March 2, 2024

Here’s good news for breast cancer patients.
ICanServe Foundation, Inc. recently launched “You Can Do This: A Breast Cancer Patient’s Manual” in Baguio City.
Available for free download in English and Filipino, the manual is designed to support breast cancer patients, survivors, and their caregivers on their journey to wellness.
Alya Honasan, a cancer survivor and ICanServe volunteer and editor of the manual, shared the manual was written by breast cancer survivors with input from experts in various fields, from psychiatry to palliative care. It is written in layman’s terms to help patients as well as their families and support groups at different stages on the journey.
It is a reminder that no breast cancer survivor is ever completely alone in this experience, she said.
To download, visit https://www.icanservefoundation.org/patients-manual.
“I believe that this manual is a must-have for any woman seeking accurate and accessible information about managing breast cancer today. Nobody wants to talk about it, but everybody needs to be informed. This manual we are launching is similar to the guidebook that got me through my cancer journey 18 years ago,” said Maria Victoria Bugasto, president of Minda’s Buddies, a Baguio-based breast cancer support group and an ICanServe Foundation, Inc. partner.
She said a cancer diagnosis is overwhelming. “When you are told that you have breast cancer, the first thing that you will think is that you are dying. But look at us, fighting! We, and everyone else in the Breast Cancer Awareness Movement say that breast cancer is no longer a death sentence. It is a life sentence because after you get diagnosed, you are guided, navigated, and led to treatment and survival. You live the rest of yourself and your days like it is the last but the world is so beautiful so you aim to continue living,” she shared.
Nikoy de Guzman, ICanServe president shared, “I can’t help but recall my first breast cancer diagnosis. I had it twice – in 2002, and 2015, so in 2002 information at that time about the disease is scarce or if there is information it’s hard to access it; obviously because the Internet as technology was not that easy.
So what or who was my manual? My mom, a breast cancer survivor herself who took care of me and encouraged me based on her own healing experience and her experiences while taking care of her mom, my lola who unfortunately succumbed to breast cancer. We are a family of breast cancer survivors, so as a long-time survivor, many newly diagnosed women or their loved ones come to me for advice. While I try my best, my answers tend to be insufficient, vague, or scattered. With this manual, I’m able to give sound advice – even for questions they haven’t asked – in a more organized manner.”
Abby de Leon, ICanServe volunteer, professional image consultant, and designer of the cover of the manual shared, “Having access to the right information when facing cancer is like a compass in a storm. It guides us towards informed decisions, empowers us with knowledge, and ignites a spark of hope in our hearts.”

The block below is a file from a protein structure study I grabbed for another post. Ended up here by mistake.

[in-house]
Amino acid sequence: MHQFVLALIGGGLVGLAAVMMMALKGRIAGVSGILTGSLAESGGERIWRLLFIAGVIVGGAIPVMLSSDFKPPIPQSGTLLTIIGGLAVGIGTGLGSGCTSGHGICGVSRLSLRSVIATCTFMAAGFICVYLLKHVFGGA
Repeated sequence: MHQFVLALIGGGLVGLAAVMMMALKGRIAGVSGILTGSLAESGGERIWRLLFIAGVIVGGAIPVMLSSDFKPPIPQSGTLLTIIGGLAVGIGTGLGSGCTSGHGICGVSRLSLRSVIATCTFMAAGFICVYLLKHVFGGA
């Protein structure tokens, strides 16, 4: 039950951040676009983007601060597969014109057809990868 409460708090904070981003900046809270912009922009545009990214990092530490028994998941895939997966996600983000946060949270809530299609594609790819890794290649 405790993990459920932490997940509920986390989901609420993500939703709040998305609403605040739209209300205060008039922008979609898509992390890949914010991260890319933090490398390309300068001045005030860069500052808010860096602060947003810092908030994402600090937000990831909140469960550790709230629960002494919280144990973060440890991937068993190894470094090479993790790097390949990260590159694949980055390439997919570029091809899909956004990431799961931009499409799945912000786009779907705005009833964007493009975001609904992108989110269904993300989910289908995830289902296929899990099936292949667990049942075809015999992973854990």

Baguio City Health Services Office OIC Celia Brillantes encouraged breast cancer patients to have a copy of the manual.
“There are many reasons why this manual is important. The Internet is overflowing with information these days. However, the information there may not fit the specific needs of Filipinas. A breast cancer manual specific to the Philippine setting will offer reassuring and realistic information for women diagnosed with breast cancer in the country. I am sure this manual will provide more well-rounded information adapting to the unique Filipino culture.”
While it’s normal to hear breast cancer among women, men are not spared from said illness. According to Bugasto, there are at least five male breast cancer patients in Baguio.
Eliseo Balariz, Jr. narrated how he was diagnosed with breast cancer in 2020. He said he was playing basketball sometime in 2018 when he got hit in the chest. He didn’t think anything of it until a couple of months later when he felt something hard on his chest – on the same spot where he was hit. He went to his doctor who ordered a mammogram and ultrasound, followed by biopsies that showed he was positive for breast cancer stage 2. He underwent six chemotherapy sessions and radiation.
According to the Centers for Disease Control and Prevention, breast cancer can have varying symptoms or none at all. Symptoms of breast cancer in males are similar to that of females which may include lump in the breast or underarm, change in size or shape of the breast, redness of breast skin and nipple discharge.
In addition, the risk of men getting cancer increases with age, mostly between 60 to 70 years old. However, chances of getting the disease can also be attributed to family history, radiation exposure, alcohol consumption, and obesity.
ICanServe Foundation, Inc. was founded in 1999 to provide information and as support group for women with breast cancer.
From a support group working to empower women with accurate information on breast cancer, it has evolved and expanded its advocacy to promote breast cancer control programs on the national and local level.
As a founding member of Cancer Coalition Philippines, ICanServe was instrumental in the passage of the National Integrated Cancer Control Act in 2019, the first legislation of its kind in Southeast Asia. The foundation continues to advocate for the full implementation of the law to ensure that no cancer patient is left behind.